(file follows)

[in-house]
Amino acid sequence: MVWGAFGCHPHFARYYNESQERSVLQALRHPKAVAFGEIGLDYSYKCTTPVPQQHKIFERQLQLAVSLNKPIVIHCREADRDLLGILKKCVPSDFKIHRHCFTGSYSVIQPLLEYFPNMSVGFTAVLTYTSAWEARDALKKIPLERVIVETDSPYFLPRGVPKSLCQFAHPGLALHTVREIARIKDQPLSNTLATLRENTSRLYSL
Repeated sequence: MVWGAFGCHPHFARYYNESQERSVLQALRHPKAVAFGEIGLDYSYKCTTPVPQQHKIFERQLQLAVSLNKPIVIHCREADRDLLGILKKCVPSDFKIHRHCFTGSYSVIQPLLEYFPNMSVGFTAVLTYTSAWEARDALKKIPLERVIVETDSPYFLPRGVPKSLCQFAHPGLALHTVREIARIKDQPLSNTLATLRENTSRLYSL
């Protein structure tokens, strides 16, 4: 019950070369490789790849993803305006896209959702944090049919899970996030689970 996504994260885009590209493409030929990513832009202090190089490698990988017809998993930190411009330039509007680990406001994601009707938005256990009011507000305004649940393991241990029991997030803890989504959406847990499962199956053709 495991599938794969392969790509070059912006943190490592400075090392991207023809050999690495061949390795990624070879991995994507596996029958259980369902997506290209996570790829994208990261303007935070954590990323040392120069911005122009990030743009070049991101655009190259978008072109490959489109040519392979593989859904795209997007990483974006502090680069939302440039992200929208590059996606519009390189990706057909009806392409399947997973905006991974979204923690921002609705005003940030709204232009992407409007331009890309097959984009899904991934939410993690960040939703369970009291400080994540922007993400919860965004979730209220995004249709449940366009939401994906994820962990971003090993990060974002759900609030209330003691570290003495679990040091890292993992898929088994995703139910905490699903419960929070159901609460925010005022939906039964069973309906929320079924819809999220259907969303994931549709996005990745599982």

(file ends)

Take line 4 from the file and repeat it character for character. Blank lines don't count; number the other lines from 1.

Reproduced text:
């Protein structure tokens, strides 16, 4: 019950070369490789790849993803305006896209959702944090049919899970996030689970 996504994260885009590209493409030929990513832009202090190089490698990988017809998993930190411009330039509007680990406001994601009707938005256990009011507000305004649940393991241990029991997030803890989504959406847990499962199956053709 495991599938794969392969790509070059912006943190490592400075090392991207023809050999690495061949390795990624070879991995994507596996029958259980369902997506290209996570790829994208990261303007935070954590990323040392120069911005122009990030743009070049991101655009190259978008072109490959489109040519392979593989859904795209997007990483974006502090680069939302440039992200929208590059996606519009390189990706057909009806392409399947997973905006991974979204923690921002609705005003940030709204232009992407409007331009890309097959984009899904991934939410993690960040939703369970009291400080994540922007993400919860965004979730209220995004249709449940366009939401994906994820962990971003090993990060974002759900609030209330003691570290003495679990040091890292993992898929088994995703139910905490699903419960929070159901609460925010005022939906039964069973309906929320079924819809999220259907969303994931549709996005990745599982």